Above is the conceptual site plan for the proposed Jonesborough school that the Town of Jonesborough initially presented when they unveiled the plan. The school will sit on 40 acres within town limits.

By MARINA WATERS

Staff Writer

It had been a long three years for the students, parents and community members awaiting a decision regarding the Jonesborough School project. It was also a long night when, just before 11 p.m. on Monday, Oct. 28, the Washington County Commission passed a resolution approving a construction project for a new Jonesborough K-8 School.

The commission voted 10-4-1 to approve a lease-purchase arrangement and inter-local agreement with the Town of Jonesborough to build a new school with athletic facilities off of North Cherokee Road. Commissioners Phil Carriger, Mike Ford, Steve Light and Robbie Tester were opposed. Commissioner Jim Wheeler, who is also the town’s attorney, recused himself from the vote.

“We have a dire need in Jonesborough right now,” Commissioner Danny Edens said regarding the school vote. “I personally feel like we’re lucky we don’t have a lawsuit over the issues in this school building we’re talking about. We have the opportunity to do something. We have the opportunity to do the right thing for the children of Jonesborough.”

The four agreements with the town include an inter-local agreement between the county, the town and the Washington County Board of Education; a lease-to-own deal for the school building; a lease for the athletic and recreation facilities; and a purchase-option agreement.

The decision to approve the plan came after five hours worth of discussion — and a slew of amendments.

The Jonesborough Board of Mayor and Aldermen held a meeting at 4 p.m. on Monday where it unanimously passed amendments to the inter-local agreement, building lease and facilities lease, which the county also passed, with a few changes.

The biggest change was related to the project’s total cost. At the county’s called Oct. 17 meeting, the attorney representing the county, Culver Schmid, said the county had a project cap at $32 million. At the Oct. 28 meeting, Jonesborough Mayor Chuck Vest suggested the county consider changing the amount to $32,750,000 to cover construction costs with interest. That amendment passed with a 9-5-1 vote.

The conversation didn’t just involve the town, the county and the county school system, though.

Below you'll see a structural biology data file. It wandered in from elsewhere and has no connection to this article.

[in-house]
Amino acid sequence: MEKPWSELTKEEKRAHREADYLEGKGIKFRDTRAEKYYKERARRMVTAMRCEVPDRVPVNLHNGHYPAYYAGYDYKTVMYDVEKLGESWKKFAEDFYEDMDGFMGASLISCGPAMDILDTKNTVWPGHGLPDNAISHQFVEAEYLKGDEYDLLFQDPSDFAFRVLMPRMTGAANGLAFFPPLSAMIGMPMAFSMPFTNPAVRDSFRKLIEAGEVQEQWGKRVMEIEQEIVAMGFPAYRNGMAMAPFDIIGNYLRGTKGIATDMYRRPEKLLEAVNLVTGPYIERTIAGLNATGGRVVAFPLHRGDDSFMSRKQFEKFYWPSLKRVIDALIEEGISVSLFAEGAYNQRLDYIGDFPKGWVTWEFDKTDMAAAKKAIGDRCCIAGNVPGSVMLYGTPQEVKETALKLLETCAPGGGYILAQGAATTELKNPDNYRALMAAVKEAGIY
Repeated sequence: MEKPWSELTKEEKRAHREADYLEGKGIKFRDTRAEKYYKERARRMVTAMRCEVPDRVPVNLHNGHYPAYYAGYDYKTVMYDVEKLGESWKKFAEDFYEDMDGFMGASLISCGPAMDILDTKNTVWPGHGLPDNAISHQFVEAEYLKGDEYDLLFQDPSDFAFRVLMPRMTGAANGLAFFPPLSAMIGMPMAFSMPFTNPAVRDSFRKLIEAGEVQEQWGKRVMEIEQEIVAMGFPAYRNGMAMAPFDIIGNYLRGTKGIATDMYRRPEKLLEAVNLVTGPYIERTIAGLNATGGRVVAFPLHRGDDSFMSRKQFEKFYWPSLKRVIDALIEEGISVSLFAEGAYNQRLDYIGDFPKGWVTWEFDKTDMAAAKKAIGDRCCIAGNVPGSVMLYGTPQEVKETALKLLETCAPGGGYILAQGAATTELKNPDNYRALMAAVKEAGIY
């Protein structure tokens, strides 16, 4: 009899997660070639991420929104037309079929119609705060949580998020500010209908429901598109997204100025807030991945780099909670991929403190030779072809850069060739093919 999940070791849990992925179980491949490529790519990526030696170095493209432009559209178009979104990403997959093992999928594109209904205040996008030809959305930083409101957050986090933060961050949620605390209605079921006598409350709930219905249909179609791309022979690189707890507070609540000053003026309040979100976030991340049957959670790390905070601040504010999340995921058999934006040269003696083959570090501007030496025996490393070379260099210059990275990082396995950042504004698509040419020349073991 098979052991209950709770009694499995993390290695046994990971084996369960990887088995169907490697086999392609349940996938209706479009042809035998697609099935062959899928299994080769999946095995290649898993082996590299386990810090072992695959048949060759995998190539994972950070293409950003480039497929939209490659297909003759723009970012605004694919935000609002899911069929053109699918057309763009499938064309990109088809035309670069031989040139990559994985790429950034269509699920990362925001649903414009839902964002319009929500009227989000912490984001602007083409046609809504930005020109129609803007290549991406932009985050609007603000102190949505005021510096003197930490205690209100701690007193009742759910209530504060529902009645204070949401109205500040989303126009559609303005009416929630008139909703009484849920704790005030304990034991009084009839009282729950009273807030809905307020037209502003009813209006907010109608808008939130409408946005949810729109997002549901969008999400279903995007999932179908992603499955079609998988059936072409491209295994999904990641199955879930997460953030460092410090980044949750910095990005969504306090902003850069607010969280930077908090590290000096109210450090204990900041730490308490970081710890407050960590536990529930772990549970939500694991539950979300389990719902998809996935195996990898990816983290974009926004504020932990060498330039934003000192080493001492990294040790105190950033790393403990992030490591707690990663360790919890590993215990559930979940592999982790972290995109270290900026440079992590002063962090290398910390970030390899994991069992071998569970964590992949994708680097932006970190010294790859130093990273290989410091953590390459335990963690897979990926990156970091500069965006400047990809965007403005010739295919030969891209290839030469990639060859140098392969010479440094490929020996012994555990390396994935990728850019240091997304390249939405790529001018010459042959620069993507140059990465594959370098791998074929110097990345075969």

Before the school vote, the commission also passed a resolution allowing the county mayor to investigate and negotiate with the City of Johnson City and the Local Education Agency “to identify terms that would resolve dispute over the interpretation of the Jonesborough Proposal.”

Because the school project would be financed by the town, which, unlike the county, is not required by law to share education project funds with city school systems within the same county, the plan does not include shelling out funds to the Johnson City School System.

Another proposal was also suggested at the meeting.

Commissioner Phil Carriger said he felt he had found a way to save the taxpayers at least $12 million. Carriger said he was told Johnson City could borrow the $32 million for the Jonesborough School at a 2.5 to 2.65 percent interest rate. He also said Johnson City’s city manager emailed him with a proposal to borrow the money for the Jonesborough School with the city “acting as a financial conduit only,” Carriger said. The proposal, the commissioner said, would eliminate a facilities lease payment with the town.

“That got me to thinking, ‘is there a way to pay the taxpayers some money?’ We’re all taxpayers here,” Carriger said. “I think this is something — because of the size of the money — we need to take a look at, pause and think about. We have an obligation to see if there’s a better deal out there for the taxpayers.”

Edens and Commissioner Kent Harris questioned the savings Carriger mentioned. Meanwhile, commissioners Freddie Malone, Larry England, Jodi Jones and Suzy Williams voiced interest in Carriger’s suggestion.

However, Malone said he felt they had a “bird in hand” with the town’s school proposal. He also asked if the town would be willing to give the county a 30-to-45-day evaluation period to consider the suggestion.

“I want the best of both worlds. So I’m intrigued,” Malone said. “I am grateful for (the town) having brought us to this point. But if there is an opportunity to save $12 million, I don’t want to turn a blind eye to that either. I would hate to walk away tonight and not approve what we are so close to accomplishing, but with the understanding that we are at least going to evaluate this (proposal) with the City of Johnson City.”

Jonesborough Mayor Chuck Vest said more than half of the money for the facilities lease will go towards maintenance of the recreational and athletic facilities. The town also agreed to take on maintenance of the Jonesborough School grounds, along with the athletic facilities, and Boones Creek School’s athletic facilities and school grounds, as amended in the inter-local agreement.

As for delaying the bond issuance for 30 days, Vest said that was out of the question.

“There’s no way we get this rate we have right now (if there is a delay). It could go up, it could go down,” Vest said. “Yeah, roll the dice. But you’ve rolling the dice for three years. It’s time for eight or nine of you to say let’s get this thing done. It’s time to make something happen.”